<img height="1" width="1" style="display:none" src="https://www.facebook.com/tr?id=1063935717132479&amp;ev=PageView&amp;noscript=1 https://www.facebook.com/tr?id=1063935717132479&amp;ev=PageView&amp;noscript=1 "> Bitovi Blog - UX and UI design, JavaScript and Front-end development

Remote culture, community and communication tips

Justin Meyer

Bitovi has been a remote-only company for ten years. A few of our clients have asked how to foster culture, community and communication in a remote organization.

posted in Consulting on April 1, 2020 by Justin Meyer


Remote culture, community and communication tips

Justin Meyer by Justin Meyer

Bitovi has been a remote-only company for ten years. A few of our clients have asked how to foster culture, community and communication in a remote organization.

For those not used to work from home (WFH), it might seem like it's the same thing as office work in a more comfortable setting. However, there are subtle differences that slowly introduce problems to a team culture.

1. Lack of "water cooler" moments.

2. An aversion to gathering at all, since it's more difficult to get together compared to an office setting.

3. Chat tools like slack cause an "always on" communication style that can be disruptive and unorganized.

The following are three concrete suggestions to address these problems (that Bitovi actually does):

  1. Periodic non-tech events
  2. Periodic recognition and information events
  3. Promote using forums instead of Slack

Tip 1 - Periodic non-tech event(s)

At Bitovi, we have an #interest-spoiler-alert slack room where we talk about movies or TV. We pick a movie or TV show and then plan a lunch. To encourage attendance, Bitovi covers:

  • The cost of watching the show (for example, an iTunes rental or a month of Netflix).
  • The cost of lunch (delivered or carryout)

At lunch, we talk about what we like and don't like about the movie. Eventually, the conversation turns to recommendations for other shows.

spoiler-alert-chat

Tip 2 - Periodic recognition and information sharing events

At Bitovi, we have a meeting every six weeks where we recognize people's successes and share information about Bitovi's direction, goals, etc.

The following is the format for the 1-hour meeting:

  • 0:00 - Talk about "wins"
    • Before the meeting, we ask Bitovians to submit positive things other Bitovians have done. We share these for the first 10 minutes. Many of the "wins" are not business-related. For example, Marriages, new pets, and new houses are "winning".

  • 0:10 - Give a status update
    • Departments at Bitovi (Sales, Open Source, Consulting, HR) each give an overview of what they have accomplished in the last six weeks, their KPIs, and their plans for the next six weeks.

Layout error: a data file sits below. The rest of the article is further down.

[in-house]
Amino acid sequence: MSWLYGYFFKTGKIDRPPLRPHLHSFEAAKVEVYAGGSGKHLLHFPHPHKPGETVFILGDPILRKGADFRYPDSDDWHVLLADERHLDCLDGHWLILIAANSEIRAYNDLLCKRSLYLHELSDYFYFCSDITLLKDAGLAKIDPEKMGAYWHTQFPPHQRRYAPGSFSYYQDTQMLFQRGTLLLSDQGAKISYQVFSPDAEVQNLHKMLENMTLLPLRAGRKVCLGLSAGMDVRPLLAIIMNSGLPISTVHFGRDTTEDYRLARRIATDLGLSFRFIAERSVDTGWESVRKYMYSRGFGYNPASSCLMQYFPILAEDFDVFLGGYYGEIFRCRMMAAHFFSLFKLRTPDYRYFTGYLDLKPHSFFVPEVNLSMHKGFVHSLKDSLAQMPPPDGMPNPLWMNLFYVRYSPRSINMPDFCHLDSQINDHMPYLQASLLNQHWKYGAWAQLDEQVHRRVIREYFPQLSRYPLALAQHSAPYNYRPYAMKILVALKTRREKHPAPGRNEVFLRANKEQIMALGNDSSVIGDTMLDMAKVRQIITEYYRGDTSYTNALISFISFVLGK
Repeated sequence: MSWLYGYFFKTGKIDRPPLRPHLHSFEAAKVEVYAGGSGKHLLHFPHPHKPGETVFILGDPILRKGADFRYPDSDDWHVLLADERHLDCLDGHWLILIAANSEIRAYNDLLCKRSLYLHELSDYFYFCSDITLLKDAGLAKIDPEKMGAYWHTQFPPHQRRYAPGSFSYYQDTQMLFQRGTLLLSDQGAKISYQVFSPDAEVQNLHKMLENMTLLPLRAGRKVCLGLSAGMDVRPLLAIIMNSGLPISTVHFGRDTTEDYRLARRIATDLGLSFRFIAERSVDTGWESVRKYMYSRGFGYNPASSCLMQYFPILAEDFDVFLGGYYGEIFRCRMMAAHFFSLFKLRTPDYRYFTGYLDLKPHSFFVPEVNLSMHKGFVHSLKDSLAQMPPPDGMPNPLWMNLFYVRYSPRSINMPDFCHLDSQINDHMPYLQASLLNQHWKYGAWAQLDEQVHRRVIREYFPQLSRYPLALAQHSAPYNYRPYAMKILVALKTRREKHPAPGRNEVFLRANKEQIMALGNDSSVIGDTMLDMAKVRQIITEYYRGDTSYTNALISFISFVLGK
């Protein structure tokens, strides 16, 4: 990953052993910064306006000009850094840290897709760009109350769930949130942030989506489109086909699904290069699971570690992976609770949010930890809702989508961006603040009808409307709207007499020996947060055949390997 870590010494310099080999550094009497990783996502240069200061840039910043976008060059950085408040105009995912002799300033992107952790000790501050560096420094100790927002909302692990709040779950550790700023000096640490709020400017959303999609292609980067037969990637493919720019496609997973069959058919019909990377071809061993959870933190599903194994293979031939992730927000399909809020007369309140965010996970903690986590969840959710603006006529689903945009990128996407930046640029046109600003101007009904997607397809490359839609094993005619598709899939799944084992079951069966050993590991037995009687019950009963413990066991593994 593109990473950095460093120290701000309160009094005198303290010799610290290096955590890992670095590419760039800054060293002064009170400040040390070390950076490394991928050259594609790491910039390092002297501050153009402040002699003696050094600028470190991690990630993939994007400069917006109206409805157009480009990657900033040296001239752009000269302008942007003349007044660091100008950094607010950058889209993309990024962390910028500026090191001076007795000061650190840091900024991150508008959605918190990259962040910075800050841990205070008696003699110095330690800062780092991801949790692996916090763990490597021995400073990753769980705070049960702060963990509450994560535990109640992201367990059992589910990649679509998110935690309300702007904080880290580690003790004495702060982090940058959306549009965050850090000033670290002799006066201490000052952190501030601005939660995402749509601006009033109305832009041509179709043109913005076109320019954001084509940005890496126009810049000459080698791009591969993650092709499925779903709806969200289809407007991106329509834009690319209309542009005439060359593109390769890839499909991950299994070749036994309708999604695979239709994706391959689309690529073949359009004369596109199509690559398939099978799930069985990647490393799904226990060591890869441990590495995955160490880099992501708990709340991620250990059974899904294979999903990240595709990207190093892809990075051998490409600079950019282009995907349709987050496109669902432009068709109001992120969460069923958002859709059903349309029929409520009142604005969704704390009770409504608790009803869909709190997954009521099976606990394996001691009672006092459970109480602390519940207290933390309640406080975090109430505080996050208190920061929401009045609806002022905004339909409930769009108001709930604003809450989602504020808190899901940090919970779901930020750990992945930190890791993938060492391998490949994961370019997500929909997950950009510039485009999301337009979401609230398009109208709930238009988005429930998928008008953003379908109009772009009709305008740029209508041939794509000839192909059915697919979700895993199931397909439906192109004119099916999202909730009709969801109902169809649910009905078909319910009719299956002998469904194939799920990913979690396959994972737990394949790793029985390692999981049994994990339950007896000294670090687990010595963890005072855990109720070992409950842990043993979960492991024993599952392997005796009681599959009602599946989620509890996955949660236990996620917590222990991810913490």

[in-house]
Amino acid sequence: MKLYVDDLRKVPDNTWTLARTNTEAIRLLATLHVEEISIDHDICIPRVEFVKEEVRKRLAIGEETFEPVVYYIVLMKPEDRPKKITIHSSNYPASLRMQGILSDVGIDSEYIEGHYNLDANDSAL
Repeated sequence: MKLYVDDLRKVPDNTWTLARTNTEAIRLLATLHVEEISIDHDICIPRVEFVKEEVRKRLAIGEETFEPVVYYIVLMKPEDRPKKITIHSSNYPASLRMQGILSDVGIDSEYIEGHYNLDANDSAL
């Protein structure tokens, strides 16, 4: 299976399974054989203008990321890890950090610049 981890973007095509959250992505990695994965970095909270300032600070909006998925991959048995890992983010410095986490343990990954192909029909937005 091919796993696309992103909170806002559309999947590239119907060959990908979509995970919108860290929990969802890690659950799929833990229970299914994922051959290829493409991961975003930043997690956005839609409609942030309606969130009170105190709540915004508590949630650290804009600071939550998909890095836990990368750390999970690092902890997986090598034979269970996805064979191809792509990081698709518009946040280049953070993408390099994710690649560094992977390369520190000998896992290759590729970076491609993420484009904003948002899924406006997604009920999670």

• 0:30 - New hire introductions
    • Each new hire prepares a 5-minute presentation that highlights their:
      • hobbies
      • work experience before Bitovi
      • pets / family
      • anything else fun about them

  • 0:45 - Open forum
    • I stick around for the rest of the hour to talk about whatever is on people's minds.

Tip 3 - Promote using forums instead of Slack

Many people think that Slack is all they need to transition from in-person to remote work. It is not.

In-person teams can ask people questions face to face.

While face to face communication can be disruptive, it at least allows us to perceive if our questions might be disruptive. If you can see another person is concentrating, you might send an email instead of walking up to them.

Imagine turning off our perception of other people ... this is the problem with Slack. Slack is so good at chat that it creates too much noise. Sending messages is cheap, so everything happens through chat. Chat is both disorganized and disruptive.

I am not recommending ditching Slack. It's a great product. Instead, I recommend establishing communication escalation patterns that avoid chat when possible. The following are my guidelines:

  1. Establish a place for discussion outside of issues and stories that is not chat-based. You might not need additional forum software. We use GitHub issues internally, and https://www.discourse.org/ for public forums. If you have non-developers, Discourse is probably better. Unfortunately, Jira does not make great forum software (you can't link to comments).
  2. When reasonable, start communication in the forum (or issue). Writing in a forum encourages people to write more clearly than in Slack. Sometimes, the process of writing a clear question will help writers find the information they were looking for anyway.
  3. Paste a link to the forum thread in Slack in the appropriate room. Forums also encourage responders to write more thoughtfully. And, there will be only one message in slack instead of 100s.
  4. Readers of the forum post should add the 👀reaction in slack. This tells the author that people are paying attention to their post and make the author less likely to start chatting people directly.
  5. If real-time communication is needed, using Slack is fair game, but the forum should be updated with the result of the Slack conversation.

I believe that remote work can make teams work more efficiently and smarter. It’s critical to establish non-disruptive, asynchronous, and organized communication patterns.

 

 

 

Create better web applications. We’ll help. Let’s work together.